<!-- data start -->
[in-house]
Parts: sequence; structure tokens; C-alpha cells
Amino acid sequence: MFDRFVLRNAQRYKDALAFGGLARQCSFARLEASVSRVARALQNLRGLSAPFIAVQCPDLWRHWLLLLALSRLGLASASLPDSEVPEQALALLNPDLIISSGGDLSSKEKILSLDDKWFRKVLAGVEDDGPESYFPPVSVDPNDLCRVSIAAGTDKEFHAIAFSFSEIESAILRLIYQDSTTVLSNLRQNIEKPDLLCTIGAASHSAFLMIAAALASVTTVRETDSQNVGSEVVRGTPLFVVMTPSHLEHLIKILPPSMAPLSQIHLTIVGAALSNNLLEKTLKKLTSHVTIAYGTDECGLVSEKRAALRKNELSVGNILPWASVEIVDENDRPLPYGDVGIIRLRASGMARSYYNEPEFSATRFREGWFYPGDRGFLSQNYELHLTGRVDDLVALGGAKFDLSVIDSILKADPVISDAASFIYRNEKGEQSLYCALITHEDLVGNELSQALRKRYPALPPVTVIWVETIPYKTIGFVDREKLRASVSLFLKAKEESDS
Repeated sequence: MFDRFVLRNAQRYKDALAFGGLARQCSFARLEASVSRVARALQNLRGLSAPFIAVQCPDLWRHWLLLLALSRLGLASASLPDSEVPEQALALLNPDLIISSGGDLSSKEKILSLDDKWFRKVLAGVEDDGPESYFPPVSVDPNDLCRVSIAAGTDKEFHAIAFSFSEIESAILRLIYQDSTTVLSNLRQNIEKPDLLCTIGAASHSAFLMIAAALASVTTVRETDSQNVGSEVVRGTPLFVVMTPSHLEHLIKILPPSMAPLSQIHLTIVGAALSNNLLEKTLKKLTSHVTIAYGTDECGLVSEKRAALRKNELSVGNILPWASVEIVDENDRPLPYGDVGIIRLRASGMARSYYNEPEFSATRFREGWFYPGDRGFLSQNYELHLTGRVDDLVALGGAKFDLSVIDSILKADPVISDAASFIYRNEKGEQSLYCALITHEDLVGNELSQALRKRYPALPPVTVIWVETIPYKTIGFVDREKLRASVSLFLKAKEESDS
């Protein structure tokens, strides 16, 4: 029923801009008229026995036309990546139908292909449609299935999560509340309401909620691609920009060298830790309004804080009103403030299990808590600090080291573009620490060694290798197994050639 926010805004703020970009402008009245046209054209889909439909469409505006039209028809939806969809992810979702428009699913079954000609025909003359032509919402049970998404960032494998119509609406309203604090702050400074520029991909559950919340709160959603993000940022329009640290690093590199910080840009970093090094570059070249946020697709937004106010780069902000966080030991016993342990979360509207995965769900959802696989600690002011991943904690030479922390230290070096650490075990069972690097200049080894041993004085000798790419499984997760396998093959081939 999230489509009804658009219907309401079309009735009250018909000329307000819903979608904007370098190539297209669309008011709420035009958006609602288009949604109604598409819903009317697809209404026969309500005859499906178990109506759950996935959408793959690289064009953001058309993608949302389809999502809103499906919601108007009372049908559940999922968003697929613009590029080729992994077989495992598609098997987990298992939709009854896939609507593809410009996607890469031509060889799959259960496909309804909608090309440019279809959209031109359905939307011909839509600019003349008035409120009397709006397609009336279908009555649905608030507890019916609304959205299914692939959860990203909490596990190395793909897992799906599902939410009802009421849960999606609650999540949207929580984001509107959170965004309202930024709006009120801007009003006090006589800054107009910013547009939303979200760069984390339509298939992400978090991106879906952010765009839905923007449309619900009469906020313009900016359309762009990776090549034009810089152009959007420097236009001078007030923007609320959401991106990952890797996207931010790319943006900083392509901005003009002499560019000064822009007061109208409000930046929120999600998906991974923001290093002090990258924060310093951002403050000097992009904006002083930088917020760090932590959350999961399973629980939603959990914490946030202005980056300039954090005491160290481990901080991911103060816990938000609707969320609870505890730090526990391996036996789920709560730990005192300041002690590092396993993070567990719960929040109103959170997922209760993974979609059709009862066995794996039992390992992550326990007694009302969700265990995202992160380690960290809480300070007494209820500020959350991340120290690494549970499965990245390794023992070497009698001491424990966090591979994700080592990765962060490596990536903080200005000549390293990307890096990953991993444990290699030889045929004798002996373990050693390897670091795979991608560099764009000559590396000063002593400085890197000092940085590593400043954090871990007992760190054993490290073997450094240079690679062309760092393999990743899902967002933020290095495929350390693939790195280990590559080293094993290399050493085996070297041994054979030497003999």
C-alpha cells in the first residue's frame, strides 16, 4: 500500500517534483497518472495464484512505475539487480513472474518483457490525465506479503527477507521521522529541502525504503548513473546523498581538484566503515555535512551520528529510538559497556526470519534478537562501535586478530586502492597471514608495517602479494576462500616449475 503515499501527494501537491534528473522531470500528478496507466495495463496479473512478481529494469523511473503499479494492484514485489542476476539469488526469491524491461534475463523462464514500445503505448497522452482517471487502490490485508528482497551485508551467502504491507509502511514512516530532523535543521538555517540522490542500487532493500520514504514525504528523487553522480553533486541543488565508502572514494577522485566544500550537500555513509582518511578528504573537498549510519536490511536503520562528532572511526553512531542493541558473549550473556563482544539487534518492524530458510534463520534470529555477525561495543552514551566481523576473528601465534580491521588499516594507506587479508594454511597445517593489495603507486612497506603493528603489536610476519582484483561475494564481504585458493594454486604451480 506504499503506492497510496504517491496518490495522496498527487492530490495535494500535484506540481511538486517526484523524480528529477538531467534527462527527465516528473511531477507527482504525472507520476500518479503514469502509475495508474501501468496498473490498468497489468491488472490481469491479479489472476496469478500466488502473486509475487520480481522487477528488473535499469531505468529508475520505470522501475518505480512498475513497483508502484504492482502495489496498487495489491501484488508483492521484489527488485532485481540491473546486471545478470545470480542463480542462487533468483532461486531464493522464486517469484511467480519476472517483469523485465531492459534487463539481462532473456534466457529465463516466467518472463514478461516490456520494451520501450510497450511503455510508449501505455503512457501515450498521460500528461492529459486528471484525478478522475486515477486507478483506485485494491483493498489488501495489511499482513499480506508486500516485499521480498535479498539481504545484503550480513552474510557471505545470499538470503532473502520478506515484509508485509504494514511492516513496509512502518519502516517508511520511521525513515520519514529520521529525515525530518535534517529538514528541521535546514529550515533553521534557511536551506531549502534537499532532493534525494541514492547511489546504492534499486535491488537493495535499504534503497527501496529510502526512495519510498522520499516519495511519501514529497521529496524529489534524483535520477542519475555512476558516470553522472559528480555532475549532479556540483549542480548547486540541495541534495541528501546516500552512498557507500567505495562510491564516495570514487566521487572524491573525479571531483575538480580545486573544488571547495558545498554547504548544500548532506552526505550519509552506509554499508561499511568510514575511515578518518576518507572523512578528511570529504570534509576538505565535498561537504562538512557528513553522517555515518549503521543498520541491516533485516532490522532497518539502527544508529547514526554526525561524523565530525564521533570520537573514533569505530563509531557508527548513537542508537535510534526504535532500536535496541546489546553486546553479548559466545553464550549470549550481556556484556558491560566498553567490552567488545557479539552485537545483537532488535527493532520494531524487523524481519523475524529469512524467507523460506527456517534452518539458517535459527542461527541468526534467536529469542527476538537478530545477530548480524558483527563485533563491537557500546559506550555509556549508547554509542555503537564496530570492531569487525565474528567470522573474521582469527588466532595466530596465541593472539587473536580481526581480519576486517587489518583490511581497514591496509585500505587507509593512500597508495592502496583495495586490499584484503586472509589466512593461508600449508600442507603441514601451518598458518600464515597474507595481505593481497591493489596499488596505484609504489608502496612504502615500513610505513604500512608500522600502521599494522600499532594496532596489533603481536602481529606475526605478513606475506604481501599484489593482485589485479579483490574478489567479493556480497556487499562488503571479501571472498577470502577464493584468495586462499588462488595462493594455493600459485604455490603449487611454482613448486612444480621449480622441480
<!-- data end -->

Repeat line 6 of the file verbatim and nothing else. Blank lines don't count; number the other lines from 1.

C-alpha cells in the first residue's frame, strides 16, 4: 500500500517534483497518472495464484512505475539487480513472474518483457490525465506479503527477507521521522529541502525504503548513473546523498581538484566503515555535512551520528529510538559497556526470519534478537562501535586478530586502492597471514608495517602479494576462500616449475 503515499501527494501537491534528473522531470500528478496507466495495463496479473512478481529494469523511473503499479494492484514485489542476476539469488526469491524491461534475463523462464514500445503505448497522452482517471487502490490485508528482497551485508551467502504491507509502511514512516530532523535543521538555517540522490542500487532493500520514504514525504528523487553522480553533486541543488565508502572514494577522485566544500550537500555513509582518511578528504573537498549510519536490511536503520562528532572511526553512531542493541558473549550473556563482544539487534518492524530458510534463520534470529555477525561495543552514551566481523576473528601465534580491521588499516594507506587479508594454511597445517593489495603507486612497506603493528603489536610476519582484483561475494564481504585458493594454486604451480 506504499503506492497510496504517491496518490495522496498527487492530490495535494500535484506540481511538486517526484523524480528529477538531467534527462527527465516528473511531477507527482504525472507520476500518479503514469502509475495508474501501468496498473490498468497489468491488472490481469491479479489472476496469478500466488502473486509475487520480481522487477528488473535499469531505468529508475520505470522501475518505480512498475513497483508502484504492482502495489496498487495489491501484488508483492521484489527488485532485481540491473546486471545478470545470480542463480542462487533468483532461486531464493522464486517469484511467480519476472517483469523485465531492459534487463539481462532473456534466457529465463516466467518472463514478461516490456520494451520501450510497450511503455510508449501505455503512457501515450498521460500528461492529459486528471484525478478522475486515477486507478483506485485494491483493498489488501495489511499482513499480506508486500516485499521480498535479498539481504545484503550480513552474510557471505545470499538470503532473502520478506515484509508485509504494514511492516513496509512502518519502516517508511520511521525513515520519514529520521529525515525530518535534517529538514528541521535546514529550515533553521534557511536551506531549502534537499532532493534525494541514492547511489546504492534499486535491488537493495535499504534503497527501496529510502526512495519510498522520499516519495511519501514529497521529496524529489534524483535520477542519475555512476558516470553522472559528480555532475549532479556540483549542480548547486540541495541534495541528501546516500552512498557507500567505495562510491564516495570514487566521487572524491573525479571531483575538480580545486573544488571547495558545498554547504548544500548532506552526505550519509552506509554499508561499511568510514575511515578518518576518507572523512578528511570529504570534509576538505565535498561537504562538512557528513553522517555515518549503521543498520541491516533485516532490522532497518539502527544508529547514526554526525561524523565530525564521533570520537573514533569505530563509531557508527548513537542508537535510534526504535532500536535496541546489546553486546553479548559466545553464550549470549550481556556484556558491560566498553567490552567488545557479539552485537545483537532488535527493532520494531524487523524481519523475524529469512524467507523460506527456517534452518539458517535459527542461527541468526534467536529469542527476538537478530545477530548480524558483527563485533563491537557500546559506550555509556549508547554509542555503537564496530570492531569487525565474528567470522573474521582469527588466532595466530596465541593472539587473536580481526581480519576486517587489518583490511581497514591496509585500505587507509593512500597508495592502496583495495586490499584484503586472509589466512593461508600449508600442507603441514601451518598458518600464515597474507595481505593481497591493489596499488596505484609504489608502496612504502615500513610505513604500512608500522600502521599494522600499532594496532596489533603481536602481529606475526605478513606475506604481501599484489593482485589485479579483490574478489567479493556480497556487499562488503571479501571472498577470502577464493584468495586462499588462488595462493594455493600459485604455490603449487611454482613448486612444480621449480622441480